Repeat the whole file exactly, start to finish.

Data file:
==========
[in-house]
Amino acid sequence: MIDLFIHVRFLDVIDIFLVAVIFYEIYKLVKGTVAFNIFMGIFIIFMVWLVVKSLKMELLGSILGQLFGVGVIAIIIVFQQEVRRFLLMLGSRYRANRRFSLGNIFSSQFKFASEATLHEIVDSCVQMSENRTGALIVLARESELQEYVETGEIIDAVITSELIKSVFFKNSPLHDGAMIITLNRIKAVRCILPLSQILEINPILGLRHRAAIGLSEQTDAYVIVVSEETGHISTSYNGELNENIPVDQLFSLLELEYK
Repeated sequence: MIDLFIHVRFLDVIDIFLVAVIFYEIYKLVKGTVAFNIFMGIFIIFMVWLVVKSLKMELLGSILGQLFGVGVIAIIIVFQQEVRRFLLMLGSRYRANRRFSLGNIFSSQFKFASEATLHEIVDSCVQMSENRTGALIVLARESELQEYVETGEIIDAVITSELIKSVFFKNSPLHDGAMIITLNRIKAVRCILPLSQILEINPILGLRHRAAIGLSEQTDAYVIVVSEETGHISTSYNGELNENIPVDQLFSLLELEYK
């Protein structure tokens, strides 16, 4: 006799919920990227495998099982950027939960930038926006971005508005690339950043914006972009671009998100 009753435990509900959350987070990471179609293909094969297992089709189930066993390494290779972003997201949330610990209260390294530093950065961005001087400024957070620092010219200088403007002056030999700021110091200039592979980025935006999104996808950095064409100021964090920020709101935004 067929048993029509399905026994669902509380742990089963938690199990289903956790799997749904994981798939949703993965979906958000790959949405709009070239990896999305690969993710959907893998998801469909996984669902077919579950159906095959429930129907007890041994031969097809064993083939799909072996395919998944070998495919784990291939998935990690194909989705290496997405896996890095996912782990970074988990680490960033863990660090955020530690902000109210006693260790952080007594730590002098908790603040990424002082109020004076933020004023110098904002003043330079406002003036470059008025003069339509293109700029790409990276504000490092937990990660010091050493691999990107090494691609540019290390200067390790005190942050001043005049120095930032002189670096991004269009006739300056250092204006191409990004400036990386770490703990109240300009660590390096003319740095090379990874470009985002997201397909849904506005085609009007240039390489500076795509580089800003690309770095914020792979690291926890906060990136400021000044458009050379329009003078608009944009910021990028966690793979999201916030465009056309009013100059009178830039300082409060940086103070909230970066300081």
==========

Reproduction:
[in-house]
Amino acid sequence: MIDLFIHVRFLDVIDIFLVAVIFYEIYKLVKGTVAFNIFMGIFIIFMVWLVVKSLKMELLGSILGQLFGVGVIAIIIVFQQEVRRFLLMLGSRYRANRRFSLGNIFSSQFKFASEATLHEIVDSCVQMSENRTGALIVLARESELQEYVETGEIIDAVITSELIKSVFFKNSPLHDGAMIITLNRIKAVRCILPLSQILEINPILGLRHRAAIGLSEQTDAYVIVVSEETGHISTSYNGELNENIPVDQLFSLLELEYK
Repeated sequence: MIDLFIHVRFLDVIDIFLVAVIFYEIYKLVKGTVAFNIFMGIFIIFMVWLVVKSLKMELLGSILGQLFGVGVIAIIIVFQQEVRRFLLMLGSRYRANRRFSLGNIFSSQFKFASEATLHEIVDSCVQMSENRTGALIVLARESELQEYVETGEIIDAVITSELIKSVFFKNSPLHDGAMIITLNRIKAVRCILPLSQILEINPILGLRHRAAIGLSEQTDAYVIVVSEETGHISTSYNGELNENIPVDQLFSLLELEYK
């Protein structure tokens, strides 16, 4: 006799919920990227495998099982950027939960930038926006971005508005690339950043914006972009671009998100 009753435990509900959350987070990471179609293909094969297992089709189930066993390494290779972003997201949330610990209260390294530093950065961005001087400024957070620092010219200088403007002056030999700021110091200039592979980025935006999104996808950095064409100021964090920020709101935004 067929048993029509399905026994669902509380742990089963938690199990289903956790799997749904994981798939949703993965979906958000790959949405709009070239990896999305690969993710959907893998998801469909996984669902077919579950159906095959429930129907007890041994031969097809064993083939799909072996395919998944070998495919784990291939998935990690194909989705290496997405896996890095996912782990970074988990680490960033863990660090955020530690902000109210006693260790952080007594730590002098908790603040990424002082109020004076933020004023110098904002003043330079406002003036470059008025003069339509293109700029790409990276504000490092937990990660010091050493691999990107090494691609540019290390200067390790005190942050001043005049120095930032002189670096991004269009006739300056250092204006191409990004400036990386770490703990109240300009660590390096003319740095090379990874470009985002997201397909849904506005085609009007240039390489500076795509580089800003690309770095914020792979690291926890906060990136400021000044458009050379329009003078608009944009910021990028966690793979999201916030465009056309009013100059009178830039300082409060940086103070909230970066300081």